By KELVINMARY NDUKWE
When Ifeoma Fafunwa’s Hear Word first opened, something new hit the Nigerian theatre scene. The same thing happened when Bolanle Austen-Peters produced Nigeria’s high-flying musical, Saro. The markets and stages buzzed with monologues by Bimbo Akintola, Elvina Ibru, Kate Henshaw, Joke Silva amongst several other giants; while MUSON played host to a musical with a difference, featuring Gideon Okeke, Patrick Diabuah, Paul Alumona, Adesuwa Etomi and a host of dazzling performers. A new era had berthed.
Bolanle and Ifeoma have been consistent and have pushed the frontiers a bit further each time. No wonder Bolanle went further to produce Saro II and, most recently, the exceptionally brilliant Wakaa the musical, directed by her. Ifeoma had spent the same amount of time developing talents, mentoring actors and creating a female community of storytellers and performers. Both these women are directors, both strong voices and brilliant producers who understand the need for raising the bar in an industry they cherish. The women of the Nigerian theatre industry seem to be taking over the ship, with a keen sense of direction.
While I was screaming my lungs out, celebrating the feat of Ifeoma Fafunwa with a Nigerian story, in our language and with our finest female performers educating Harvard and Yale audience members, another one blew me away – Wakaa the musical makes a grand entry at London’s West end, telling another Nigerian story, the Nigerian way.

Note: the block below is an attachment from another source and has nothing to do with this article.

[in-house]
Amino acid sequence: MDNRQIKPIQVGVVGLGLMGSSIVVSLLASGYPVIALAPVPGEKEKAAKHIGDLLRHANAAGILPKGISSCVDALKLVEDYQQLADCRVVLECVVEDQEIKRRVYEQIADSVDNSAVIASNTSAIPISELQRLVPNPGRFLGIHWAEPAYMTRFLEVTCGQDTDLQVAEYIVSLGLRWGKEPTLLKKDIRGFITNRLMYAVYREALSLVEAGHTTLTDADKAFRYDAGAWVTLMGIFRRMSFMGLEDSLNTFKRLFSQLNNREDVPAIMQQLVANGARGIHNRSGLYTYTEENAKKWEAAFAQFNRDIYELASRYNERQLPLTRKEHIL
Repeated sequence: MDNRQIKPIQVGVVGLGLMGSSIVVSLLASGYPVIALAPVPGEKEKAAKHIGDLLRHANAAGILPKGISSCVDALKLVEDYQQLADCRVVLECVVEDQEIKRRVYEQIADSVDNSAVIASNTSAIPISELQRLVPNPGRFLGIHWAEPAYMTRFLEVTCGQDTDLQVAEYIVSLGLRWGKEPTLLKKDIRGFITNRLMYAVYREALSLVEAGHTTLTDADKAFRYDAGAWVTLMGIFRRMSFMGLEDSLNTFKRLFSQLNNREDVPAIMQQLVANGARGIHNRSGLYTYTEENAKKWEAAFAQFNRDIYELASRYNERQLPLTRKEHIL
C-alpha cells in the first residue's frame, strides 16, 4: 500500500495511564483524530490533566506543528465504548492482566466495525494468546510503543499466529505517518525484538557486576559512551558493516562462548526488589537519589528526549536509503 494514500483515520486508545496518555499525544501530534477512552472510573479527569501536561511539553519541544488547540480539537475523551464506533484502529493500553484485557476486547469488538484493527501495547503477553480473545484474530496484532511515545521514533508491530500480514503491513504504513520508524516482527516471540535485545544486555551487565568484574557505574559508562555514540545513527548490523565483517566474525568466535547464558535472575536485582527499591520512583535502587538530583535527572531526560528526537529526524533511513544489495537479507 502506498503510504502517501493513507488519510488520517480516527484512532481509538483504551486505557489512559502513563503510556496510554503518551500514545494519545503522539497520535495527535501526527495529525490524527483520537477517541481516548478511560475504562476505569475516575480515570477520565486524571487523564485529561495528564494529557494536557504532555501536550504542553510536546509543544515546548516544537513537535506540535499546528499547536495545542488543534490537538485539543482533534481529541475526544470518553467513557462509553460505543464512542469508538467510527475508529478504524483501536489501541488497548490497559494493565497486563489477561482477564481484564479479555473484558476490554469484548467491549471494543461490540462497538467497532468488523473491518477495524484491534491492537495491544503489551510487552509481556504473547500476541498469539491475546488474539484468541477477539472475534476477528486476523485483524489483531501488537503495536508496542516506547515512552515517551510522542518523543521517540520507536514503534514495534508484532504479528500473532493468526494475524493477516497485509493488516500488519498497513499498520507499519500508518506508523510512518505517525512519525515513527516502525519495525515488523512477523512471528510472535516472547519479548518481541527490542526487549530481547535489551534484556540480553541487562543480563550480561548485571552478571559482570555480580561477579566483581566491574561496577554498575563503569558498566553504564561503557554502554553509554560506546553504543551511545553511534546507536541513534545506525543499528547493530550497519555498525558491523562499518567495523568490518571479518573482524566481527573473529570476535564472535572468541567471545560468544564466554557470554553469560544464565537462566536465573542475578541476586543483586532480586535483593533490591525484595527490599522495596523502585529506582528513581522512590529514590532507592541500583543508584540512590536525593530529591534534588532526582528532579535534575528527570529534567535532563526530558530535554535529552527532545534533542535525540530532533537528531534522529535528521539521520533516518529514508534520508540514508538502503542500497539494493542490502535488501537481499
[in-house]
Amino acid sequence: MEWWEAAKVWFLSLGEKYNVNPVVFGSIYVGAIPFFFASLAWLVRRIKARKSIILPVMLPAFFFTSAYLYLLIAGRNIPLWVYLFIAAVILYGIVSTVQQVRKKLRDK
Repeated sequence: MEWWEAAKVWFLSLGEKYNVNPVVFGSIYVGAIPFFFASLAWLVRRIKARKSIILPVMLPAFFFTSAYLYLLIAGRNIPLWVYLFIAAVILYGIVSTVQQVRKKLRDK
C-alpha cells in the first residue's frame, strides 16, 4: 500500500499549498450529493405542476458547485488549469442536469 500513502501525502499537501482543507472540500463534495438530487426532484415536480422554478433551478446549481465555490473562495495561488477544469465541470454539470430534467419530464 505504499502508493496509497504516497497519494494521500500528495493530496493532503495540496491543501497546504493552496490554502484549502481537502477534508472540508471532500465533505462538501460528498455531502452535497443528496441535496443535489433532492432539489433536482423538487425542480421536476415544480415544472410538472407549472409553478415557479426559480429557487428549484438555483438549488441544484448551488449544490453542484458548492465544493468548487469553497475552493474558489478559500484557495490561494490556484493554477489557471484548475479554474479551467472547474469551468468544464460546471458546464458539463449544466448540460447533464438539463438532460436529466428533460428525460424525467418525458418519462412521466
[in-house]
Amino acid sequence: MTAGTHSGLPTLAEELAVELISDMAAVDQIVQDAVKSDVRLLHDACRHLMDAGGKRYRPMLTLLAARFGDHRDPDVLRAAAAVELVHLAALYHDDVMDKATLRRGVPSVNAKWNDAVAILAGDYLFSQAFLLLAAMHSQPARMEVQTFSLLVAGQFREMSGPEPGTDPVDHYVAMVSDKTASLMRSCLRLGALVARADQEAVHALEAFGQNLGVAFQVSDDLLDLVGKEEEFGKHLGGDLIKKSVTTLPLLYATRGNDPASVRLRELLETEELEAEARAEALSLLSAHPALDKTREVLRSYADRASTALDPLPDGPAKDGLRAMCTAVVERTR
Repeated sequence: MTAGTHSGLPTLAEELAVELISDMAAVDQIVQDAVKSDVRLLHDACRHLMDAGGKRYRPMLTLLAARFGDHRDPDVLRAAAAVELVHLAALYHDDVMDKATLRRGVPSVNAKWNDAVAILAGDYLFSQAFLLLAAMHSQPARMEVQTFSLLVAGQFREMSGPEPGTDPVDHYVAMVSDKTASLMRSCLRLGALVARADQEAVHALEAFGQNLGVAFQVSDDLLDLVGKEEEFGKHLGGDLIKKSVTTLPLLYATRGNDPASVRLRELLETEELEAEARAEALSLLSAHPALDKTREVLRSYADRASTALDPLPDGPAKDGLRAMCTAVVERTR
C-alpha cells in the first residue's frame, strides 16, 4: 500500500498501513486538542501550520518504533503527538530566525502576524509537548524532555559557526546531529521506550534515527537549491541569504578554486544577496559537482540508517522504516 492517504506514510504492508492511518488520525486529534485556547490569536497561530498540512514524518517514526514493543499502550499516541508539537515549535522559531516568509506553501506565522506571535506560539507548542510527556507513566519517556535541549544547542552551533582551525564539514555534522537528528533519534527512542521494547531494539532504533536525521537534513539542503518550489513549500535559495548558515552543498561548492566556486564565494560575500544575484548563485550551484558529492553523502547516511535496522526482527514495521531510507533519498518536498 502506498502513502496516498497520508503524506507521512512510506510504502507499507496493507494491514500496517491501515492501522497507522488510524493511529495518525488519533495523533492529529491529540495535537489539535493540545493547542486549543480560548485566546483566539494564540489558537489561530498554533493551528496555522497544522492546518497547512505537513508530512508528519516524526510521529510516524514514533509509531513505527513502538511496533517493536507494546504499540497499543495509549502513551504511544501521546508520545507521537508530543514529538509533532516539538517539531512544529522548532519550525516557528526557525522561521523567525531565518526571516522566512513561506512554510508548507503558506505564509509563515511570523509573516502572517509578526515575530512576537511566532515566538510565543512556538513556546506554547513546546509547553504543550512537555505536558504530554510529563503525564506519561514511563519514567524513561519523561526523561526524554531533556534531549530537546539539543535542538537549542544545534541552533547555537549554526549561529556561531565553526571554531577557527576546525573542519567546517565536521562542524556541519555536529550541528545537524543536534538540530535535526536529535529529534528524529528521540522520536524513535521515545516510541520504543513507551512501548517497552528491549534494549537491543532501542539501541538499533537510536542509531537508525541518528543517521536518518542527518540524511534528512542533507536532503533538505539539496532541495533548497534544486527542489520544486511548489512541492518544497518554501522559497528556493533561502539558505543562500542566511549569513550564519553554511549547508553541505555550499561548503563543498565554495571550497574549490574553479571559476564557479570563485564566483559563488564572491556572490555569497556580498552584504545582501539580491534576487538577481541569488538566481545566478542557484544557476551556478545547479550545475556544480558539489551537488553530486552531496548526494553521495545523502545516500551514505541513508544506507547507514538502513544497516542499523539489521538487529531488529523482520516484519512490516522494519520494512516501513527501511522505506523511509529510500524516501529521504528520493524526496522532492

Nigerian theatre has survived hard times and has come of age. No doubt, the standard has been raised much higher, for this time around the performances will be by Nigeria’s finest. This is not the first time Nigerian theatre will show on a foreign stage, but this is the first time we understand the intent and this is the first time our strongest voices speak all at once. This is the first time the stage has been set this high as the world watches.
So if you will be in London for the most part of August this year, go and see Wakaa the musical. And if you want to know firsthand what Harvard and Yale think about Nigerian theatre, don’t be told, Ifeoma Fafunwa has got you covered.
My Naija people, HEAR WORD! We don WAKAA!